Who is safer on the road, men or women?

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Gender equality, road safety Who is safer on the road, men or women?
Women crossing busy road in Accra, Ghana | Photo Credit: Daniel Silva Yoshisato, World Bank

Gender equality is a basic human right. And when it comes to transport, the gender gap is bigger than most of us imagine.  As two female road safety experts, we have been asking ourselves a very simple—but key—question: are men and women equally safe when using a road?

Safety is vital. A broad array of studies show that unsecure transport facilities and infrastructure constrain women’s lives, by limiting their access to education and social services.  For example, without safe and secure travel options, women simply can’t take advantage of economic and social opportunities.

In terms of road safety, the implications for female travelers are also large but, unfortunately, less evident. Despite not—yet—being a well-researched area, road safety as viewed through a gender lens is receiving more and more attention. The Academic Expert Group identifies gender and equity as among the areas most affected by road safety, together with health, poverty, environment, employment, education and sustainable communities.  

Safe transport must support different mobility patterns and the needs of both women and men who, studies show, travel differently. Women tend to make more stops when using a car, and they rely on public transport more than men do. They may avoid cycling, in fear of dangers on the road.  So far, there is fragmented evidence on the behavioral aspects and social patterns of road users disaggregated by gender and regarding how gender relates to road-related casualties.

Women have 47% higher risk of serious injury in a car crash than men, and a five times higher risk of whiplash injury.  Simulated crashes do not predict well female injuries in real crashes, as most laboratory models do not account for differences between women’s and men’s bodies, especially in the spine (e.g. women are smaller and have smaller vertebra). This, combined with less musculature, produces a combined response of the head, neck and spine to the crash forces that is different to what happens to men. Intrinsic gender differences in the skeleton may be one reason for higher rates of injury in women. In simple words: cars are designed for men, and not for women. This, we think, is something that urgently needs to be changed.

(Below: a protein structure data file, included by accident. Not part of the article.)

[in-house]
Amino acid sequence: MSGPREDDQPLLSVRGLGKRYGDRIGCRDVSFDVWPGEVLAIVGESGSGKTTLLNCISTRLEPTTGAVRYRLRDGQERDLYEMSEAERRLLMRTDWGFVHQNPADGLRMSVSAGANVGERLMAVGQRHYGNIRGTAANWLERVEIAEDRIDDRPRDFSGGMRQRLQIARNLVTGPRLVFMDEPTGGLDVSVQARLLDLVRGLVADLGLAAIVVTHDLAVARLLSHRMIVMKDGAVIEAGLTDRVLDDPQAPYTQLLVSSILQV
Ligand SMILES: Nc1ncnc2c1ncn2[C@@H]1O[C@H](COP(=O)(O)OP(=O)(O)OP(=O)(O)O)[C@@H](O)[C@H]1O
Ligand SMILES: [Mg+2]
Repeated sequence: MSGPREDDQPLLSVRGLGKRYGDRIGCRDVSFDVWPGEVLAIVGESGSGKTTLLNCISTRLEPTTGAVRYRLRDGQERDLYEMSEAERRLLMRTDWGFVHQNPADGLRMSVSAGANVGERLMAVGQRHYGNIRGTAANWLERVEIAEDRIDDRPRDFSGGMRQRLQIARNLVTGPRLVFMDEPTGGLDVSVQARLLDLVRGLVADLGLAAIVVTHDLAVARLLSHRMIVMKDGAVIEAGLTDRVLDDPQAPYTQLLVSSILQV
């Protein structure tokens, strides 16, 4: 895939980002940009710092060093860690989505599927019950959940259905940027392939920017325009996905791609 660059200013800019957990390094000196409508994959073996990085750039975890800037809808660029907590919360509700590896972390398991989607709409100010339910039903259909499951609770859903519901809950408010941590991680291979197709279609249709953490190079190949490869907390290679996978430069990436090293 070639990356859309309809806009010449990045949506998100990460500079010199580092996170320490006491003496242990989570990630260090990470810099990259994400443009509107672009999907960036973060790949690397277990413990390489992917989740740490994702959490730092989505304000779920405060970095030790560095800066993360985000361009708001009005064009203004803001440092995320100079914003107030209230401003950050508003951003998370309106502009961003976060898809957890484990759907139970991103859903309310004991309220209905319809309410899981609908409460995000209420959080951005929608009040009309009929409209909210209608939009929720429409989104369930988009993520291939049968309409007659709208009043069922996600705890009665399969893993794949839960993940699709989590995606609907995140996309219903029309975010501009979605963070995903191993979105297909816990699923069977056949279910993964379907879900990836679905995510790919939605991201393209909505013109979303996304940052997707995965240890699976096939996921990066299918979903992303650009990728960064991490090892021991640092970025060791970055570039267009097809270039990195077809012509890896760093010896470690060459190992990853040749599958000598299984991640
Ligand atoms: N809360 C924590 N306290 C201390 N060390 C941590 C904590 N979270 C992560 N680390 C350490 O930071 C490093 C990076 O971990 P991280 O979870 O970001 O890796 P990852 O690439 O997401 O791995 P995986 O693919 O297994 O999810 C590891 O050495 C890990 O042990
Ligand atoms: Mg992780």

Despite women’s and children’s physical vulnerabilities during a crash, three times more men than women die in road crashes globally. Men die on the roads mainly as car drivers and motorcycle riders, while women are killed mainly as pedestrians and car passengers. The reason behind this is simple: men’s driving behavior. Research in the field confirms that men:

  • tend to be involved in a road crash earlier in their driving career
  • are prone to drive at higher speed
  • exhibit risky driving behavior and
  • have less regard for traffic laws

Hypothetically, if all road users drove like women, road mortality rates across the EU, for example, would be about 20 percent lower than the average. Yet, despite these statistics, policies or countermeasures fail to factor in gender differences.

Finally, a deeper understanding of the problem must inform future planning, especially in light of the second Decade of Action for Road Safety, 2021-2030. It is clear that many countries have the proper tools to identify basic problem areas in road safety, though solid numbers from developing countries are harder to come by. Complete data is essential to:

  • better understand the road safety problem
  • properly inform and shape road safety strategies
  • and promote the right decisions at the level of the road safety action plans

To investigate how campaigns may affect different genders, research shows that men are more likely to think that fear-based messaging will influence others, not themselves, yet they see themselves responding to positive, humor-based appeals. The opposing findings are true for women. Gender-differentiated campaigns could be used to target specific groups, like men who speed or people who drink and drive.

Thus, our simple question about road safety is answered with a clear NO. Women are less safe, no matter their role when using the road, despite being those with a safer behavior.



Karla Gonzalez Carvajal

Practice Manager, Transport, Europe

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